By allowing ads to appear on this site, you support the local businesses who, in turn, support great journalism.
Addiction drug hits streets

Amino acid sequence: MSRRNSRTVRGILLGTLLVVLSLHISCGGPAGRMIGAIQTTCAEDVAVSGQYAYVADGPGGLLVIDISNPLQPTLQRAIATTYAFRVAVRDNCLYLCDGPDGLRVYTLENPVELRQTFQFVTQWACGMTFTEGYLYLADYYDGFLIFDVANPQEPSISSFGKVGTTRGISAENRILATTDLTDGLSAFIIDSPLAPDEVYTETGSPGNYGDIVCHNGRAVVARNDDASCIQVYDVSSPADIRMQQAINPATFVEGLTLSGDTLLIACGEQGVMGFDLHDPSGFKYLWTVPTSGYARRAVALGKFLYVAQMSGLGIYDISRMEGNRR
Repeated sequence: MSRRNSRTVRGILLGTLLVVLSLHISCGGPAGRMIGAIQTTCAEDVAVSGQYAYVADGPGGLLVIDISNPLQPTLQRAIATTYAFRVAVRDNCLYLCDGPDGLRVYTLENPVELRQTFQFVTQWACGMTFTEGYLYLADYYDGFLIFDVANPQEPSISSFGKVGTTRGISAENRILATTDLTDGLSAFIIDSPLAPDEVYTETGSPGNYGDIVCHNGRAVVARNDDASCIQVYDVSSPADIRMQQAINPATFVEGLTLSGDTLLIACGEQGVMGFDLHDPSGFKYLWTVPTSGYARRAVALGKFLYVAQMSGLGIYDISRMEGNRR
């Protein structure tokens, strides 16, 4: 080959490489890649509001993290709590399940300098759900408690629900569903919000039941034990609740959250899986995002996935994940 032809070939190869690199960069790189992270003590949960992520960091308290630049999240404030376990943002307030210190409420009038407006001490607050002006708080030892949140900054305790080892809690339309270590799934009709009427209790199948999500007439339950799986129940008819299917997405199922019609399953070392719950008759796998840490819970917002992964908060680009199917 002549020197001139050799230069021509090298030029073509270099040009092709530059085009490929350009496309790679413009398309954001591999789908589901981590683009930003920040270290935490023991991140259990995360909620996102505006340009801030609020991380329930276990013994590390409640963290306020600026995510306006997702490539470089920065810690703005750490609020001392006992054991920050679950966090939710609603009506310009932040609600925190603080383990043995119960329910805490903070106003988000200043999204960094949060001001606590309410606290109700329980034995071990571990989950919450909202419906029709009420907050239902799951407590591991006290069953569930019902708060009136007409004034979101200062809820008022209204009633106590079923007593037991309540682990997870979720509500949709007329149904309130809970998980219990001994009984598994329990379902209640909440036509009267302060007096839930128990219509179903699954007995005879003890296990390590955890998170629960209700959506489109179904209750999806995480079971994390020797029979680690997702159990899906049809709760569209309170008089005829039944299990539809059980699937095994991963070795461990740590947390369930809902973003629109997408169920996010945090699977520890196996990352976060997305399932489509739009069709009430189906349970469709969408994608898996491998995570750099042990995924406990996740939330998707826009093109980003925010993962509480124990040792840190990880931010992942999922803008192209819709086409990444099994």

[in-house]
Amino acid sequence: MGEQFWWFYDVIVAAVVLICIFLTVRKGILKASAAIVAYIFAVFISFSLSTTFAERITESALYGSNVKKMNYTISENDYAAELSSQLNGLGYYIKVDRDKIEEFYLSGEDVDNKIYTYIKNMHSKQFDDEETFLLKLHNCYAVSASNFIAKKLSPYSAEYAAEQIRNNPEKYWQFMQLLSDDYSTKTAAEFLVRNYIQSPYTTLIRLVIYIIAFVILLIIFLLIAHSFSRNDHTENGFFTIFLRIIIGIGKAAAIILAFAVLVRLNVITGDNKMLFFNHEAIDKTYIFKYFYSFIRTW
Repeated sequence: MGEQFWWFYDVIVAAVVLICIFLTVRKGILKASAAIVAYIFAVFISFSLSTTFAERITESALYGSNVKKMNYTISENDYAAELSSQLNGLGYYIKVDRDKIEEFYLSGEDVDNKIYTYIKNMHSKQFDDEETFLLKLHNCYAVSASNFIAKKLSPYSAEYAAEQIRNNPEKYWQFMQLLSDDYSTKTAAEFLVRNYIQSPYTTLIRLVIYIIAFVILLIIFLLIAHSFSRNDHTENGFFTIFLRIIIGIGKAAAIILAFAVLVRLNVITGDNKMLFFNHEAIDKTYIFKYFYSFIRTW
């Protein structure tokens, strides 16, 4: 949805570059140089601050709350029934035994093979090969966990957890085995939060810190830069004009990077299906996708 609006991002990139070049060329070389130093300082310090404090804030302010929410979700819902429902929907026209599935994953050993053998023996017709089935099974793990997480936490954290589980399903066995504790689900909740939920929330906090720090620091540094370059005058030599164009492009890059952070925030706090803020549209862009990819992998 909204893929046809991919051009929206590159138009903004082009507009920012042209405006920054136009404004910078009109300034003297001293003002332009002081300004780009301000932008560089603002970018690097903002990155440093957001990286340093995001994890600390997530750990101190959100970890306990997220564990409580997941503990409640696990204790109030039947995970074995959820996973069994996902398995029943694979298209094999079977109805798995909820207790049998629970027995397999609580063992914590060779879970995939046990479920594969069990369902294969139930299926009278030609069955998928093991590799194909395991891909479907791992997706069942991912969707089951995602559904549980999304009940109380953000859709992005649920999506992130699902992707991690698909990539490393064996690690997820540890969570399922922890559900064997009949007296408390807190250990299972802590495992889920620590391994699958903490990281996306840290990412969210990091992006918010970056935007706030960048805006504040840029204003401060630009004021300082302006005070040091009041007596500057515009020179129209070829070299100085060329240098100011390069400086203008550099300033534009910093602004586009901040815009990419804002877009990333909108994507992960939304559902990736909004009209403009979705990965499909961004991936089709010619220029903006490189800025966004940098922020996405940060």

Recent law enforcement statistics tell us that of people recently busted for drug trafficking, a substantial number of arrests involved prescription drugs rather than street drugs.That in itself is not surprising, but one particular prescription drug stood out, Suboxone.It is used by doctors to treat addiction to opiate drugs.“Suboxone is a Schedule III drug. It is an addictive narcotic and now we know it is available on the street, despite controls and cautions of the FDA,” said Bobby Wiggins, senior Drug Prevention Specialist at Narconon International. The story is similar to what happened with Methadone once it was released as the miracle solution for heroin addiction decades ago.Methadone clinics sprang up everywhere.In some states fleets of mobile Methadone clinics began criss-crossing cities and counties to save addicts from heroin addiction.At first Methadone was a hero.Its claim to fame was that people addicted to illegal heroin no longer would have to engage in criminal activity, because they could get a longer lasting, legal fix at their local Methadone clinic.Today, even though still dispensed from clinics, Methadone is considered a dangerous street drug, responsible for more overdoses than traditional street drugs, and capable of causing more brutal withdrawal symptoms than the drugs it was designed to supplant.Suboxone has become a medication of choice because doctors need a solution for record numbers of patients hooked on painkillers they or other doctors administered.Suboxone was approved by the Food and Drug Administration in 2002 as an addiction-treatment medication.It's a combination of buprenorphine and naloxone.